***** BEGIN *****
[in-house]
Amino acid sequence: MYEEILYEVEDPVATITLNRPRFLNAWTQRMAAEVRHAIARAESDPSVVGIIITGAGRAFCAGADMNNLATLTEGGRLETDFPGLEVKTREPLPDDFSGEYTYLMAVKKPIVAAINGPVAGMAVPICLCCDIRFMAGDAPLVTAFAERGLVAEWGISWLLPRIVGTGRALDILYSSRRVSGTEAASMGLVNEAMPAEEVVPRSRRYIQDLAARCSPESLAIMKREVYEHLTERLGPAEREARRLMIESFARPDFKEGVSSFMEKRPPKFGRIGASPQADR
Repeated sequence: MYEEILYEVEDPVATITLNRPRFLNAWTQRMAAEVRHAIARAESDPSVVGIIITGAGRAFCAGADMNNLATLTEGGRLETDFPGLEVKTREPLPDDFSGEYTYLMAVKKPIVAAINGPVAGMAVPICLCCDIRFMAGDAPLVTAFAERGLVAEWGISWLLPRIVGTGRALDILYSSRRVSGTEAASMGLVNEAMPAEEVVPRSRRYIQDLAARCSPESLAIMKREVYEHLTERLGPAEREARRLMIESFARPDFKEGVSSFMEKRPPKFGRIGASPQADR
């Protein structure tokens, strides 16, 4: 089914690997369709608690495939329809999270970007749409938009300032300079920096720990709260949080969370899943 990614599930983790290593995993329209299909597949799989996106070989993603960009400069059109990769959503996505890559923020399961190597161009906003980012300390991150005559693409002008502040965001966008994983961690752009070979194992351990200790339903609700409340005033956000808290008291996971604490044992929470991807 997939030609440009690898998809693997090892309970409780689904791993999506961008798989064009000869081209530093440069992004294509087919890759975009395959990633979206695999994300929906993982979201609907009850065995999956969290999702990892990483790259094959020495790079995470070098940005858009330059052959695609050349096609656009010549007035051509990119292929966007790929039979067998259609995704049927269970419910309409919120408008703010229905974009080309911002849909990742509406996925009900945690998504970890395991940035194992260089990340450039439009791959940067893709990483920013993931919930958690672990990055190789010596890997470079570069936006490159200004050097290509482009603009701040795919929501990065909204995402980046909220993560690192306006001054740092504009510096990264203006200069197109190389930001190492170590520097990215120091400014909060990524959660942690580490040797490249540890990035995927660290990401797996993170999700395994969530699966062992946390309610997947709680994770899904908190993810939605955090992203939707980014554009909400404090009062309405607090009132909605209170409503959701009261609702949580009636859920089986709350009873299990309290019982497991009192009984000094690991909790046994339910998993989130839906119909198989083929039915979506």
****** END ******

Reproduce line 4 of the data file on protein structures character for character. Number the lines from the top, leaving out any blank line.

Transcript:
């Protein structure tokens, strides 16, 4: 089914690997369709608690495939329809999270970007749409938009300032300079920096720990709260949080969370899943 990614599930983790290593995993329209299909597949799989996106070989993603960009400069059109990769959503996505890559923020399961190597161009906003980012300390991150005559693409002008502040965001966008994983961690752009070979194992351990200790339903609700409340005033956000808290008291996971604490044992929470991807 997939030609440009690898998809693997090892309970409780689904791993999506961008798989064009000869081209530093440069992004294509087919890759975009395959990633979206695999994300929906993982979201609907009850065995999956969290999702990892990483790259094959020495790079995470070098940005858009330059052959695609050349096609656009010549007035051509990119292929966007790929039979067998259609995704049927269970419910309409919120408008703010229905974009080309911002849909990742509406996925009900945690998504970890395991940035194992260089990340450039439009791959940067893709990483920013993931919930958690672990990055190789010596890997470079570069936006490159200004050097290509482009603009701040795919929501990065909204995402980046909220993560690192306006001054740092504009510096990264203006200069197109190389930001190492170590520097990215120091400014909060990524959660942690580490040797490249540890990035995927660290990401797996993170999700395994969530699966062992946390309610997947709680994770899904908190993810939605955090992203939707980014554009909400404090009062309405607090009132909605209170409503959701009261609702949580009636859920089986709350009873299990309290019982497991009192009984000094690991909790046994339910998993989130839906119909198989083929039915979506």